To the north, India is separated from Tibet by the world's highest mountain range, the Himalayas. Parts of Northern India bordering Chinese occupied Tibet, such as the spectacular Ladakh region in the Northernmost Indian state of Jammu & Kashmir, are essentially the only remaining enclaves where Tibetan-Buddhist culture has flourished unchanged since the Chinese takeover of Tibet proper. This, along with the Dalai Lama's position as a high profile Tibetan exile in India has led to much interest in India's Tibetan-Buddhist community, even as Lhasa continues to decay under decades of administration by Beijing. The landlocked Himalayan kingdoms of Nepal and Bhutan sandwiched between China and India, are the country's other Northern neighbors. To the northwest is a long and tumultuous border with Pakistan that extends from the Karakoram range to the Arabian Sea; the northeast of the country wraps around Bangladesh and borders on Myanmar.
Although India is often associated with jungles -- and there are jungles here, of course -- the tropics share the sub-continent with a temperate zone in the north, deserts in the northwest, and the alpine regions of the Himalayas.
India has a rich diversity of culture and tradition. It's probably the only country where people of so many different origins, religious beliefs, languages and ethnic background coexist. Due to this rich diversity the number of festivals that are celebrated in different parts of the country varies. There are holidays that coincide with these festivals. In addition to these there are national holidays which are applicable across the country. Here is a list of national holidays. For regional holidays look under the particular state.
Citizens of most countries need a visa to get in, with a few exceptions like Bhutan and Nepal. Depending on your purpose of visit, you can get a tourist visa (six months normally), a business visa (one year or more, multiple entries) or a student visa (upto 5 years). There are other categories for specialised purposes . Rules and validity will differ based on citizenship. Check the website of the Indian embassy, consulate or high commision in your country  or contact the local office .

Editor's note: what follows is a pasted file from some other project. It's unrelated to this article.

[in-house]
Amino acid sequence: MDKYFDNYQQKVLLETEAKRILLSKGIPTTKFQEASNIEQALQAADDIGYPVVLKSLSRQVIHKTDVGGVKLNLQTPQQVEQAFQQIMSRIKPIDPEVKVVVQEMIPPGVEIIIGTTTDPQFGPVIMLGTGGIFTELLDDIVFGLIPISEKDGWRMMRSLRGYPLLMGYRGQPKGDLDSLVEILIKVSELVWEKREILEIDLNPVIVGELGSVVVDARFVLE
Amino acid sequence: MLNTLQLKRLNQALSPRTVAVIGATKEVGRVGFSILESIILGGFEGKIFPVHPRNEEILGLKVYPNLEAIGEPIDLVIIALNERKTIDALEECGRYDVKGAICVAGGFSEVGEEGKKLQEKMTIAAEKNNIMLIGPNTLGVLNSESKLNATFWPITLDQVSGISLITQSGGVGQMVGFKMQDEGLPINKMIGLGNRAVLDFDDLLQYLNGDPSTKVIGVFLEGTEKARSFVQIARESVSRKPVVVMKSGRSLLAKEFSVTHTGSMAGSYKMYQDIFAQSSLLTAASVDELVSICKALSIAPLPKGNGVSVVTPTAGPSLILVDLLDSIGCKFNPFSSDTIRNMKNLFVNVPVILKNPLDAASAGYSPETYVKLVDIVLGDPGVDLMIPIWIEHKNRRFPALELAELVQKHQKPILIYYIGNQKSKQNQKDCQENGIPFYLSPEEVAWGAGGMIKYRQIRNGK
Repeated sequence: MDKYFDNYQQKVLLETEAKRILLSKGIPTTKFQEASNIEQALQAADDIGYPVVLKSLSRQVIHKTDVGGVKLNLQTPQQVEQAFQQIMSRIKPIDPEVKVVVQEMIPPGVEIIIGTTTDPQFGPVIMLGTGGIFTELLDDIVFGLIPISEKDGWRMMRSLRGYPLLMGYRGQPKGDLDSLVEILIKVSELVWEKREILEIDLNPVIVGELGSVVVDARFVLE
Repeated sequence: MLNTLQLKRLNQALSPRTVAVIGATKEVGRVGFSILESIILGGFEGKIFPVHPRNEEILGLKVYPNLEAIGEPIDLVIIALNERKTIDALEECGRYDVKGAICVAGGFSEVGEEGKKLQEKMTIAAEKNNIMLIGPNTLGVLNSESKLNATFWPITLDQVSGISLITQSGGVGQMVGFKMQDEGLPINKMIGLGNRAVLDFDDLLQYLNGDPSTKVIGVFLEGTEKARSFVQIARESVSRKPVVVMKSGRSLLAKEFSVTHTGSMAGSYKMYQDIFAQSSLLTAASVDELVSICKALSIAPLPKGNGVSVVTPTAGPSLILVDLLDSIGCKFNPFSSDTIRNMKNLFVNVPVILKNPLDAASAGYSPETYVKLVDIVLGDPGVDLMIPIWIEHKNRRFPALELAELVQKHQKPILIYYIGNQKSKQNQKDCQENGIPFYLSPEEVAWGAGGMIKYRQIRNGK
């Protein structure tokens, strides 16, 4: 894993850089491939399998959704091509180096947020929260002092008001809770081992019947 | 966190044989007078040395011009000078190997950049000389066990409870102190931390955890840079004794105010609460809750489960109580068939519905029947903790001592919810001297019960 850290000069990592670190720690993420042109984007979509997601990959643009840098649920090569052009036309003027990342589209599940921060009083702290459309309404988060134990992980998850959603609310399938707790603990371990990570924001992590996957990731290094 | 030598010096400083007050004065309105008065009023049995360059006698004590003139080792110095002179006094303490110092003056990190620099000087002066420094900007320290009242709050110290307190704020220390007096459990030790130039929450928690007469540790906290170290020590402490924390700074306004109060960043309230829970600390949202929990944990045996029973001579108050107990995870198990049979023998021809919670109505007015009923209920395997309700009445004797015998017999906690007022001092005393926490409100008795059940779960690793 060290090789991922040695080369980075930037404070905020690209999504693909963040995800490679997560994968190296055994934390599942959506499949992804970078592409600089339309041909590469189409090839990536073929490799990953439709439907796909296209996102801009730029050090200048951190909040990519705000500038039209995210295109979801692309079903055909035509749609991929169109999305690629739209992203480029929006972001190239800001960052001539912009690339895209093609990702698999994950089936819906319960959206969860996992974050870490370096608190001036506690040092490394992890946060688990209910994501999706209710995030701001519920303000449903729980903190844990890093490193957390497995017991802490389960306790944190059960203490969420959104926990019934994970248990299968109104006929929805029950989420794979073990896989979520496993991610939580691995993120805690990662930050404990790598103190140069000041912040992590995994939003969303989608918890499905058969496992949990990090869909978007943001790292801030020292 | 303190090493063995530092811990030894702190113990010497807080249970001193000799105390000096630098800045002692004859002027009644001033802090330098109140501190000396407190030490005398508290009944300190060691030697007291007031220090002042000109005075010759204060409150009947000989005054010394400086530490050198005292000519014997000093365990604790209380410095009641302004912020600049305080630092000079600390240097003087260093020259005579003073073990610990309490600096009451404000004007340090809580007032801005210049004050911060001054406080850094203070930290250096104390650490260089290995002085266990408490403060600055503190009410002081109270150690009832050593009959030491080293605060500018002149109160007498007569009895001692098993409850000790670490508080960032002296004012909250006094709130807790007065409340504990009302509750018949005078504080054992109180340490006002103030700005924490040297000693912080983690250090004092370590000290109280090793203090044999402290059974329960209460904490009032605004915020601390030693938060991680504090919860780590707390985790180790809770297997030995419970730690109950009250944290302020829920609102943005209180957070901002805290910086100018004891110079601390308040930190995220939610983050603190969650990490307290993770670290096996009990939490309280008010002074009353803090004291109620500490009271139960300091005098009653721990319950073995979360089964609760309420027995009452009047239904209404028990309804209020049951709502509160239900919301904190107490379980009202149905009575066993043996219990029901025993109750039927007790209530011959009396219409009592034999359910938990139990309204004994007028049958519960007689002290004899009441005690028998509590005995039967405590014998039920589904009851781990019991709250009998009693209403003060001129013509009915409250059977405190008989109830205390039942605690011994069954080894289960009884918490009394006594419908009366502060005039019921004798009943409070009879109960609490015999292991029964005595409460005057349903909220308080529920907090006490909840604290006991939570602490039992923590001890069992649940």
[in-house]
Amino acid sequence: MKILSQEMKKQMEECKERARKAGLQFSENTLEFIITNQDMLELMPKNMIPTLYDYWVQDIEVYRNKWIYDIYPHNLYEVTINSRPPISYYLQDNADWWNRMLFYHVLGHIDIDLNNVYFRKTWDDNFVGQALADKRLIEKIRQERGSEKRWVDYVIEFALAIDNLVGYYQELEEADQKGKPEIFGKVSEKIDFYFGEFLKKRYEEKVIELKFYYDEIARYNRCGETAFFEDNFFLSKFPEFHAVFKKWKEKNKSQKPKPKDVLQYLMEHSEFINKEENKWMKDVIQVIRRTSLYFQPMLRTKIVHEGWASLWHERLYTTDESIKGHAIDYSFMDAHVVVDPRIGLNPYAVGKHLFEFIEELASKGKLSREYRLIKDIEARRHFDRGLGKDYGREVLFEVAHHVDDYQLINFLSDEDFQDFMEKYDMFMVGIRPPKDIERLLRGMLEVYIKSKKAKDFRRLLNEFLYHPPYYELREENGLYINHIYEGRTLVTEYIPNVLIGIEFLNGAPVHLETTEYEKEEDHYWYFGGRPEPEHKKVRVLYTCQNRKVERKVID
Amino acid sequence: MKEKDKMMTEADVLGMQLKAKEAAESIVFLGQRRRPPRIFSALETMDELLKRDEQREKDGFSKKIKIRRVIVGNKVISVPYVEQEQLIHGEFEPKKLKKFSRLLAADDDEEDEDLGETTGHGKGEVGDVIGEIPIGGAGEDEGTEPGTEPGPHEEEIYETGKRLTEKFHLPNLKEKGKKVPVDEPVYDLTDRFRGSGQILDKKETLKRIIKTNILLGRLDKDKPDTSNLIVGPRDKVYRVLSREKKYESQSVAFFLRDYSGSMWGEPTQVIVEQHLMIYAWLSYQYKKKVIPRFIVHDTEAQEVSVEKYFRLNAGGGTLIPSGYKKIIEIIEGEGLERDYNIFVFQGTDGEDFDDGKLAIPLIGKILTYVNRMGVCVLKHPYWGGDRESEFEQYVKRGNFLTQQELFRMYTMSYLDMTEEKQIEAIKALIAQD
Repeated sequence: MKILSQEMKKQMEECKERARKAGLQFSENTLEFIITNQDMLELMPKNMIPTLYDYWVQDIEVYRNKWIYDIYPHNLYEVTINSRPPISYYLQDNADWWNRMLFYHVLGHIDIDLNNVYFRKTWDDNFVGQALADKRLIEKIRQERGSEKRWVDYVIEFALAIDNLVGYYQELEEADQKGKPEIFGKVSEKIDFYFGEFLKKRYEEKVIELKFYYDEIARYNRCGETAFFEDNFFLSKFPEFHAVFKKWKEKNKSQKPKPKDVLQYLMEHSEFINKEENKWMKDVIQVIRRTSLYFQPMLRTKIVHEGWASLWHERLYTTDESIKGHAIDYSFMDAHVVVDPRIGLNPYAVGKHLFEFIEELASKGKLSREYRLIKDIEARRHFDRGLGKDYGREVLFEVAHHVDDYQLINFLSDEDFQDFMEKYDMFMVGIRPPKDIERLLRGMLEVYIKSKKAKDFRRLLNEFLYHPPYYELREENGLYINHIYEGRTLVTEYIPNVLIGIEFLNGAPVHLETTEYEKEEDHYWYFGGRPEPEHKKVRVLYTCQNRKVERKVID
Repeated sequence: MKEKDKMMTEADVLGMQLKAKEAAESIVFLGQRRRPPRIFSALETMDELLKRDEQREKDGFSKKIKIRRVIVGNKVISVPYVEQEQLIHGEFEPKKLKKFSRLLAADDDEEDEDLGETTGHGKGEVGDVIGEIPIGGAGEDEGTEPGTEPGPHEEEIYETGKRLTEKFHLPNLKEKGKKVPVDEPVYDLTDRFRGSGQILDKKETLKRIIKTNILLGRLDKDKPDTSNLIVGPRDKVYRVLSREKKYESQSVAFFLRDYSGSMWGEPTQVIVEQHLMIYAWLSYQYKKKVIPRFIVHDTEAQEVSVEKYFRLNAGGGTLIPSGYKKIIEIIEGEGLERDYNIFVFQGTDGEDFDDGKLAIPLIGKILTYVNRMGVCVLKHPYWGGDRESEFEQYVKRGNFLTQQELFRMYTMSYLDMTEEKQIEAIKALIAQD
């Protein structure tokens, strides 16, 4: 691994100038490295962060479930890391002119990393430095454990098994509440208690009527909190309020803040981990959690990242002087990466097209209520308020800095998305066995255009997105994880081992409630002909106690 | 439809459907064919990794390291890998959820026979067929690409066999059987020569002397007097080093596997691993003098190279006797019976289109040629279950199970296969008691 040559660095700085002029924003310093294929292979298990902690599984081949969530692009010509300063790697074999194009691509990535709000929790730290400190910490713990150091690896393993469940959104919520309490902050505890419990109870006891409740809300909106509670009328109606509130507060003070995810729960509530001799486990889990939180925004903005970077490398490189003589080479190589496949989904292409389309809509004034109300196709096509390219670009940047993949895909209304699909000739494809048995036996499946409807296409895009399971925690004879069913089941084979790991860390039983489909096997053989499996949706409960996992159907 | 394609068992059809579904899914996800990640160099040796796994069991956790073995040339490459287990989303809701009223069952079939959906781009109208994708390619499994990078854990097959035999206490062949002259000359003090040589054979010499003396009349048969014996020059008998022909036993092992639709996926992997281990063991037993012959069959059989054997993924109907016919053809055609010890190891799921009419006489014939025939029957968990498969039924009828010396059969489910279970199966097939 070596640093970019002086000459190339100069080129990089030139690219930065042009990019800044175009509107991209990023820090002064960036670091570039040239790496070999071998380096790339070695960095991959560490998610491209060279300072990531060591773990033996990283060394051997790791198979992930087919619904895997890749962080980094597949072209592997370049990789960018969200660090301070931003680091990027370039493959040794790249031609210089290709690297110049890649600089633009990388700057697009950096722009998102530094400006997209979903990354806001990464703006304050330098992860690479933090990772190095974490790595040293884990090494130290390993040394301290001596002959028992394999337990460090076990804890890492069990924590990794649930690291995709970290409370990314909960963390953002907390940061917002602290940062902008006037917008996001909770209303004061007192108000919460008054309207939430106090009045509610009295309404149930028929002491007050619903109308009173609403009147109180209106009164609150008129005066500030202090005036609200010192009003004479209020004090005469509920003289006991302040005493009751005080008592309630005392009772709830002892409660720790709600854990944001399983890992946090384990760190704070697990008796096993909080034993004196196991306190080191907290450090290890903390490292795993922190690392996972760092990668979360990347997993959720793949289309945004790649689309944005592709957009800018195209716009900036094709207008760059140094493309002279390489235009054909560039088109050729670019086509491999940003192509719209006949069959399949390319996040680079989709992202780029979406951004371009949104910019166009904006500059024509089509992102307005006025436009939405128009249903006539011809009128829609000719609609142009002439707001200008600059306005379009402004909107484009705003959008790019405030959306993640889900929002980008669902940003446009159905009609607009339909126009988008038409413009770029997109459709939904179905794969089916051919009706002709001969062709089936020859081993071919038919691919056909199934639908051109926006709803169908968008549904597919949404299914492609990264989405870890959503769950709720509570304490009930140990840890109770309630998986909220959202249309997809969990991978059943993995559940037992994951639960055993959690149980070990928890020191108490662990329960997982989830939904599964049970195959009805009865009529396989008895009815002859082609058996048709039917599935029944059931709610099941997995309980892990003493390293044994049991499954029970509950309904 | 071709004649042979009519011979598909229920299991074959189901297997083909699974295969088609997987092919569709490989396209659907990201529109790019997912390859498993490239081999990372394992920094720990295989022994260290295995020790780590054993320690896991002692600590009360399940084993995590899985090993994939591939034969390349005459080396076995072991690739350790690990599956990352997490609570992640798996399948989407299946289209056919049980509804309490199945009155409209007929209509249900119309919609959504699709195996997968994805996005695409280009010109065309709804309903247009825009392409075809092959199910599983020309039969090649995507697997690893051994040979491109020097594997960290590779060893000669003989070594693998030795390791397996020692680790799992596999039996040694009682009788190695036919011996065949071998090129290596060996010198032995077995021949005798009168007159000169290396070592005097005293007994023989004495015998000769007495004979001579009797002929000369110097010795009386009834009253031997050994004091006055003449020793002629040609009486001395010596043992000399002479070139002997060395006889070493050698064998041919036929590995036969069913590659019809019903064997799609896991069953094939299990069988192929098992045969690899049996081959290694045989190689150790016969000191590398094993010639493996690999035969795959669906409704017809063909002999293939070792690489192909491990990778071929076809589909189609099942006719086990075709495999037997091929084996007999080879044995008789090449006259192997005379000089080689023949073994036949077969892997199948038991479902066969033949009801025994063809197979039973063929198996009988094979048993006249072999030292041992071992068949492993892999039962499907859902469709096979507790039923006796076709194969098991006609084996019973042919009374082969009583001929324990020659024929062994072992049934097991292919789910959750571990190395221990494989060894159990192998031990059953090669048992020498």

Almost every big city in this country has an airport. Some major points-of-entry are:
India has homegrown international airlines (Air India, Indian Airlines), but perhaps more convenient method of reaching India is via a non-Indian carrier like Singapore Airlines, Thai or British Airways, all of which fly into Delhi, Bombay and other locations.
Within India, the state run airline, Indian Airlines, is widely considered substandard to the privately run Jet Airways, which operates modern aircraft across much of the country. There are other private airlines as well. Tickets are generally reasonable, although far more expensive than rail travel.
India has several international ports on its peninsula.
There used to be a train that ran between Lahore in Pakistan and Attari near Amritsar in Punjab. It was called the Samjhauta Express. Samjhauta means Understanding in Hindi. But the service has been suspended after it broke down in 2002 (The understanding, not the train.) Talks to resume the service have been postponed to 2007.
The road network is also very well connected. There is only one pass over land from Pakistan. See Istanbul to New Delhi over land. Buses cross the border from Nepal daily, usually with connections to New Delhi, Lucknow, and Varanasi. Now there is bus service across the 'Line of control' also.
You will find a wide range of fares for air travel within India. It is often possible to get very cheap fares, as low as Rs. 2000 (< $50 US) on budget carriers like Air Deccan. On the other hand, depending on your origin and destination cities, you might not find air fare less than Rs. 20,000 ($460 US). Be aware that most airlines have different fares for foreigners than for Indian residents. Foreigners will be charged in US dollars, whereas Indians will be charged in Rupees. In some cases the US dollar fare will be much higher, though in other cases it will be equivalent.
The major airlines within India are listed below: